Cable TV's Billing Practices Not Fair to Non-Sports Fans, Argues Prof. Jeff McCall '76
September 15, 2013
"The average cable television subscriber has access to more than 20 sports channels," notes Jeff McCall, professor of communication at DePauw University, in an Indianapolis Star op-ed. "Americans pay huge dollars for this television sports gluttony. Some estimates are that 40 percent of a consumer’s cable bill goes to pay for sports channels. ESPN collects more than $5.50 from every cable subscriber and expects an increase to $7 within three years. That will generate $8 billion for ESPN, and the figure doesn’t include money made from on-air commercials. There are additional charges for ESPN2, ESPNU and so on. Sports channel price increases are 20 percent higher than the increases for other channels. The costs are expensive enough for sports viewers, but outrageous for the half of all Americans not interested in sports."
The professor, who authored the book Viewer Discretion Advised: Taking Control of Mass Media Influences, states, "The financial model generating the surging costs of television sports can’t go on forever, and there are signs on the horizon that should alarm the sports-media business. Consumers, fed up with the high costs of subscription television, are cutting the cord in growing numbers. More than 300,000 customers canceled their pay-TV subscriptions in the second quarter this year. ESPN has lost a million subscriptions in two years, leaving the remaining viewers to shoulder the costs. Some cable viewers in Los Angeles are suing Time Warner Cable. The cable giant signed contracts totaling $11 billion to broadcast the Lakers and Dodgers in coming years, planning to charge all subscribers for the costs. The class-action suit seeks to allow individual subscribers to opt out and pay only for channels they want."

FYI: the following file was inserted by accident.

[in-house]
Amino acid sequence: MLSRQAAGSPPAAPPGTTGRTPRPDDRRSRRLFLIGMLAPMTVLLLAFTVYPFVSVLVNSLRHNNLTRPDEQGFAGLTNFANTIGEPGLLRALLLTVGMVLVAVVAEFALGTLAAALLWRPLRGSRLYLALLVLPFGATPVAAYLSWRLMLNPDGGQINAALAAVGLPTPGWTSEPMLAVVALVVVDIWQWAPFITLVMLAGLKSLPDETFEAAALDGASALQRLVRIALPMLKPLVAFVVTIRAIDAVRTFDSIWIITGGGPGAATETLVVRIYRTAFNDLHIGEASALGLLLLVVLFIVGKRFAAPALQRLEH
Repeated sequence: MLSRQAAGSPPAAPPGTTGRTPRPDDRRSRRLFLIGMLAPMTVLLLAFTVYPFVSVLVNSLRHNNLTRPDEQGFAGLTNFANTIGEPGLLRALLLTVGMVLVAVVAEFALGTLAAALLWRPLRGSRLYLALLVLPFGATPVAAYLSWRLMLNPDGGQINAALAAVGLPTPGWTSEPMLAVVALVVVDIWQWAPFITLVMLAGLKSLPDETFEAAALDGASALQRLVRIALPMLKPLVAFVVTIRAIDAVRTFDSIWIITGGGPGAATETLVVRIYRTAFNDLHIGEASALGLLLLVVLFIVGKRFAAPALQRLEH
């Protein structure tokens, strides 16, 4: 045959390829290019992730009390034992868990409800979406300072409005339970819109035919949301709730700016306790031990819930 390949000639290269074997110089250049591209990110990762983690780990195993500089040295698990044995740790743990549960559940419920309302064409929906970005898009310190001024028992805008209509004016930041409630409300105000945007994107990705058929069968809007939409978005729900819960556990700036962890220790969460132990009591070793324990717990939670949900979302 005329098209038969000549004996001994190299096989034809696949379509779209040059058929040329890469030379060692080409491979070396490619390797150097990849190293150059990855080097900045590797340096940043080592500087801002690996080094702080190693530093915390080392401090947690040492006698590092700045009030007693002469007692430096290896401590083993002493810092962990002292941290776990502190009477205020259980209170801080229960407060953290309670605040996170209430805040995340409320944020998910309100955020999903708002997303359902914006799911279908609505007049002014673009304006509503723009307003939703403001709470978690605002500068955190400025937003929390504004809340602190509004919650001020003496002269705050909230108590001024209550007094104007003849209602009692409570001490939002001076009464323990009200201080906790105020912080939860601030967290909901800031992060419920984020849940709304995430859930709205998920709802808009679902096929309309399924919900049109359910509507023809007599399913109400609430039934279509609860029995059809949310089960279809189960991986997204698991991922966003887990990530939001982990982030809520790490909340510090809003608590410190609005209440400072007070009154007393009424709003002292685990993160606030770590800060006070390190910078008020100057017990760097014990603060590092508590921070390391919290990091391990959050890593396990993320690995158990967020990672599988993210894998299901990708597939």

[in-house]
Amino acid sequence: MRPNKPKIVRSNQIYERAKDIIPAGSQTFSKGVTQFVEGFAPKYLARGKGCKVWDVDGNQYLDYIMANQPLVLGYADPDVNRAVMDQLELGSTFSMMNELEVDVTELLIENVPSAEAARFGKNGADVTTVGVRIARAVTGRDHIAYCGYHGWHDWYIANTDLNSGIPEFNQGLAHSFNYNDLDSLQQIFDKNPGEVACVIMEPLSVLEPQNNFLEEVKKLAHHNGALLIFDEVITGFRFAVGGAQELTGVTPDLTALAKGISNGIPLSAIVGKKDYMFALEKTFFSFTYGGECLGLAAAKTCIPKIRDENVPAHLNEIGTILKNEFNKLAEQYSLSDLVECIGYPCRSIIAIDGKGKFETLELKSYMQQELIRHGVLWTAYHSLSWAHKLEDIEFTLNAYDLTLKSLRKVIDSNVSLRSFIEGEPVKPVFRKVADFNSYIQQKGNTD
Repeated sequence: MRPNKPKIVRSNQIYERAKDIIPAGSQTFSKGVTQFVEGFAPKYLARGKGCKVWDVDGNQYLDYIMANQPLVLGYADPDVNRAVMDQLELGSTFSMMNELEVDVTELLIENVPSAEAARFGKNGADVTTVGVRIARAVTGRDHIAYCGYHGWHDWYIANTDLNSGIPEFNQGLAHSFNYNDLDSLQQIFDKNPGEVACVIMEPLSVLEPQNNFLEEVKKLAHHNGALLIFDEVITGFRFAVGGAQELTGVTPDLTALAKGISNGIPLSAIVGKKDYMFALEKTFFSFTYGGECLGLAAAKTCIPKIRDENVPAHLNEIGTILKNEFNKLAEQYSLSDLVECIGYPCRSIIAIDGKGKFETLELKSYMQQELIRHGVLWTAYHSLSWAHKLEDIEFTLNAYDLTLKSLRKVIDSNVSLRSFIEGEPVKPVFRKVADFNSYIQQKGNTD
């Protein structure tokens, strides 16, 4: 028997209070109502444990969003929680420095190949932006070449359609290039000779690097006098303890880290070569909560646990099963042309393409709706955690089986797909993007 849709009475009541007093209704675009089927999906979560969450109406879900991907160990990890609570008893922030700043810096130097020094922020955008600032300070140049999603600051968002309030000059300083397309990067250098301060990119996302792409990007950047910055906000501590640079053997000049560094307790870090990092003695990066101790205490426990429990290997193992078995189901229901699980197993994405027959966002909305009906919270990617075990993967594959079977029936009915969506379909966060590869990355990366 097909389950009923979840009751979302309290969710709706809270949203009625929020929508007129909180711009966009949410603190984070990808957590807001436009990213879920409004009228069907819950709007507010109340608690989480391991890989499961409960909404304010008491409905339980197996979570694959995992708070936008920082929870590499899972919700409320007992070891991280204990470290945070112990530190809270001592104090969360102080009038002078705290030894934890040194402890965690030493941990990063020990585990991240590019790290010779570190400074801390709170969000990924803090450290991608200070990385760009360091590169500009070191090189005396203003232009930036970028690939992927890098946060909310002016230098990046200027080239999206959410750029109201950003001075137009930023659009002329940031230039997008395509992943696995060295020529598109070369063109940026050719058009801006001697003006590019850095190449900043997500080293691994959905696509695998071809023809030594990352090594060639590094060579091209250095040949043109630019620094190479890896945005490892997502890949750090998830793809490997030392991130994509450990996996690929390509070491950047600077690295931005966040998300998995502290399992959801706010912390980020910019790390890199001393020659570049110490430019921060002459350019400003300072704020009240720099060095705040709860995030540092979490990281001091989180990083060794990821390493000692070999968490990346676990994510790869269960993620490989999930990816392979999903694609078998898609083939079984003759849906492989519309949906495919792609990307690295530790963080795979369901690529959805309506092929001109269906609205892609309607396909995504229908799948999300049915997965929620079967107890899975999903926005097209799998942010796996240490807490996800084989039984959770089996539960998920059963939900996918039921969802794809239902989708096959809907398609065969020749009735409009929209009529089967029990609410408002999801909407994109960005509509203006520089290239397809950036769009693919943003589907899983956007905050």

Even "executives friendly to the industry" are speaking out, Dr. McCall notes. Michael Powell, who leads the National Cable and Telecommunications Association and is the former chairman of the Federal Communications Commission, says the nearly $2 billion a year ESPN is paying the NFL is "astonishingly insane."
The column concludes, Following sports is a great American tradition, but even hard-core football fans can’t watch the 450 college games on ESPN this season. The sad thing is that we pay for all of them."
Read the full text at IndyStar.com.
A 1976 graduate of DePauw, Jeffrey M. McCall is a former journalist and faculty adviser to student radio station WGRE. He has been quoted in more than 100 newspapers in articles examining media matters, including a Los Angeles Times story earlier this month. The professor discussed the escalating costs of sports programming with Variety in August.
Source: Indianapolis StarBack